[11] The Liszt chapter integrates extensive historical and critical evidence with a comparative formal analysis of two versions of the work, but the climax of Hoeckner’s critical method is what I would call a moment of critical epiphany, as he loads opposition after interpretive opposition into his dialectic framework.

The two moments, then, that matter most in the Mountain Symphony—the [climactic] new [chorale] theme and the “Andante religioso” [chorale theme]—can be heard as relating to each other dialectically: the disruptive culmination of an objective formal process against the smooth suspension of that process; an overstated secular chorale against an understated sacred one; modern autonomous music against traditional functional music; bourgeois individuality against pre-bourgeois collectivity; idealized humanity against monastic community; in short: art religion against religious art. . . . While the spectacular breakthrough of the secular chorale has merely a dramatic effect, the gentle intrusion of the sacred chorale effects a profound change in perspective. And while the most prestigious vehicle of free subjectivity—autonomous instrumental music—depicts the limitations of mankind, the vehicle of communal worship—a functional hymn—harbors the possibilities of personal redemption. Since the secular chorale is inverted by the sacred one, the “religioso” becomes the antithesis of the new theme. But it was only after introducing the hymn into the work at a later stage of its genesis that Liszt created this sublime suspension of the sublime” (178–79).(16)

[12] Hoeckner makes originary claims for this mode of discourse, describing it as “essayistic musicology.”(17) Passages such as the one just cited appear to clinch an interpretive argument with compelling poetic tropes (“art religion against religious art”), while ratcheting the stakes still higher (here, the vehicle of free subjectivity depicts the limitations of mankind, whereas the vehicle of communal worship suggests the possibility of personal redemption—a nice irony). The reader electrified by the power of this interpretive climax would be well advised to take a moment to reflect on this crescendo of insights, to weigh how much each supports the next—and perhaps (in fairness to the genuine merits of Hoeckner’s essayistic musicology) to ask whether the music of Liszt lends itself to this kind of interpretation better than the more intricately structured forms of Brahms (who is conspicuously absent from Hoeckner’s brief history of moments).(18)

[13] For a book that relies so heavily on Adorno (and Adorno’s own essayistic, even aphoristic discourse), one might ask why Adorno’s name does not appear in the title.(19) Hoeckner’s subsequent essay on “Schoenberg’s Gaze,” although enriched by an examination of Schoenberg’s self-portraits with their phosphorescent eyes, essentially retraces Adorno’s interpretation of the gap between the atonal Erwartung and the pre-serial Die Jakobsleiter as a dialectical “turn from expression to construction, as well as from particularity to totality.” As Hoeckner notes, “For Adorno the changes of style, of expression, and of meaning appeared nowhere more glaring than in the gap between Erwartung and Die Jakobsleiter; between the frustrated search for human love and the successful prayer for divine love” (210). Echoes of Mann/Adorno’s Leverkühn are noted in a critical discourse that hears Die Jakobsleiter as a relapse into the rational and the false fusion of art and religion. Here one can sense the dialectic that perhaps led Hoeckner to his interpretations in “Lizst’s Prayer.” Schoenberg envisioned the ending of Die Jakobsleiter as a prayer, as inspired by Séraphita, Balzac’s novella that dramatizes the Swedenborgian conversion of a couple by the androgynous angel Séraphita/Seraphitus. But Adorno’s withering critique of Schoenberg’s planned ending, which Hoeckner accepts, is that “it created the illusion that a sublime subject [idea] alone can guarantee the sublimity of content” (211).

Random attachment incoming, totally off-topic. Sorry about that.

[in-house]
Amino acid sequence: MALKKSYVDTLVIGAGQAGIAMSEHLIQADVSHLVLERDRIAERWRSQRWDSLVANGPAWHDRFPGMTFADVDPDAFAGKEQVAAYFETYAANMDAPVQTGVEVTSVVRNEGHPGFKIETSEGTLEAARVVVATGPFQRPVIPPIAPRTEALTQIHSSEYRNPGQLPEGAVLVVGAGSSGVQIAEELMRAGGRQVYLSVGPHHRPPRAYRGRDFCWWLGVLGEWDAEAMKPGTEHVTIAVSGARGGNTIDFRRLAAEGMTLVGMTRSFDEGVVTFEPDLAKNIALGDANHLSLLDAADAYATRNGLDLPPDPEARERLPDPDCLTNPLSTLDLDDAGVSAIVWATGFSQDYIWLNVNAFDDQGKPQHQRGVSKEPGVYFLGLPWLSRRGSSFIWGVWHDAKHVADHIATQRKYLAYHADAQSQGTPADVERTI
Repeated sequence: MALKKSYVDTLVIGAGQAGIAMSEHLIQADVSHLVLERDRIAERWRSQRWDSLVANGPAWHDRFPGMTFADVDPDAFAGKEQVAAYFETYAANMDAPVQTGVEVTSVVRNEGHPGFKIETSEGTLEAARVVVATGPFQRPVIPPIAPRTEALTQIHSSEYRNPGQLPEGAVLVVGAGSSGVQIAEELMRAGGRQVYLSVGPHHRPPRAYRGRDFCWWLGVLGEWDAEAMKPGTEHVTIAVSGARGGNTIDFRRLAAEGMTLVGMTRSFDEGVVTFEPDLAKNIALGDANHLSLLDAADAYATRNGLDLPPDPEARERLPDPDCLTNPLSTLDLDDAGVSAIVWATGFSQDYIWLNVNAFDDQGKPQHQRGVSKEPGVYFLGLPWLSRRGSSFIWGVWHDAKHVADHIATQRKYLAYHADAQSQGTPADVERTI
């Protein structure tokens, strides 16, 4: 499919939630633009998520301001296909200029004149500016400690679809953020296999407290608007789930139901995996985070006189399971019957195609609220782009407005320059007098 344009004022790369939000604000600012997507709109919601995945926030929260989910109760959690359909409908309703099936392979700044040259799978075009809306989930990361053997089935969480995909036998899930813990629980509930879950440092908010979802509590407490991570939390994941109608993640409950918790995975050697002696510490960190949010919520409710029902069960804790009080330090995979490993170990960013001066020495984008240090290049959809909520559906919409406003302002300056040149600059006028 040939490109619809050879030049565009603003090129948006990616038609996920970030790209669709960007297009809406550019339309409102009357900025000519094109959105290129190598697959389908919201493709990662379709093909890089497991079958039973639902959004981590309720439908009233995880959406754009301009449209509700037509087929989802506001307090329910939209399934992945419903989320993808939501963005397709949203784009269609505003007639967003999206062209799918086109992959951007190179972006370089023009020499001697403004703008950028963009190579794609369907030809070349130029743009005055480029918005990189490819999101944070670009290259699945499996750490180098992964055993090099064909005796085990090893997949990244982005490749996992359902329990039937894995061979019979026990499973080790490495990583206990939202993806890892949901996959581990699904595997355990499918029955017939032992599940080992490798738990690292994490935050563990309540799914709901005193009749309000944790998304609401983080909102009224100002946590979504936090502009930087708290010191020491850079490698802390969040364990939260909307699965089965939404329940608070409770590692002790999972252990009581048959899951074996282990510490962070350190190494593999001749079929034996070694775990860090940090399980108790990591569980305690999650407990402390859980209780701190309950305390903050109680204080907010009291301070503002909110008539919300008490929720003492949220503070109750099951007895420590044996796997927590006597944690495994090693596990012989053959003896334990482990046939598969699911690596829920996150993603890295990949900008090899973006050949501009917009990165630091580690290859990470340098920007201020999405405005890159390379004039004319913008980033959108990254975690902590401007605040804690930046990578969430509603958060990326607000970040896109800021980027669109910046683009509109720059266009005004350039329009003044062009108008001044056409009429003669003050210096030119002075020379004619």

[14] Hoeckner shifts focus, however, to feature a moment other than that of Schoenberg’s ending, choosing instead the prior moment of death and transfiguration, for which Schoenberg doubly underlined the word Augenblick [moment] in his draft of the text: “Lord! Throughout my whole life I waited for this Augenblick” (215). For Hoeckner, the crucial moment crystallizes not in death, as marked by the wordless vocal “Oh” that descends in a two-octave glissando, but in transfiguration, as marked by the offstage violin’s upward glissando immediately following, which represents the spirit rising free of the body (216–17). This moment is then made to bear a series of interpretations that are on the one hand intuitively satisfying, but on the other, appear weakly supported by the evidence. Hoeckner hears an allusion in the solo violin to the opening of Tristan (supported by melodic contour but not exact intervallic sequence), which he at first acknowledges may have been unconscious on Schoenberg’s part. But he then turns this lack of clear evidence to his advantage, further incorporating Adorno’s dialectic between constructional and expressive truth: “Precisely by being not intended, the allusion collapses the ‘constructional truth’ of the hexachord with the ‘expressive truth’ of the Tristanesque gesture” (222). In the very next sentence Hoeckner’s interpretive ratcheting shifts us to the level of compositional history: “Poised between the no-longer of chromatic harmony and the not-yet of dodecaphony, the solo of the soul becomes emblematic of Schoenberg’s historical position between the two different compositional paradigms, both of which he sought to embrace” (222). Finally, in the concluding sentence of this paragraph, Hoeckner sees the compositional moment “As an unintended instance of programming the absolute” and, in a typical glass-bead-game maneuver, he pursues still another association: “it is the absolute melody which, to use Nietzsche’s words, ‘chooses’ the program as a metaphorical expression of itself” (222). Before the chapter is over, Hoeckner has added the notion of “gaze” to his interpretation of this increasingly overdetermined moment, noting that it “alludes to the two archetypal glances of all opera—the one that separated Orpheus and Euridice, and the one that united Tristan and Isolde” (223). Finally, he returns to the gazes in Schoenberg’s self-portraits, first noting Adorno’s interpretation of them as “phantoms of transcendence,” and then developing that trope (by several associative links) into what he calls Die Jakobsleiter’s “moment of visionary blindness” (223). Here, Hoeckner’s essayistic method of associations threatens to dissolve into a series of literary tropes that, for all their surface appeal, do not add up to a consistent or coherent hermeneutic argument.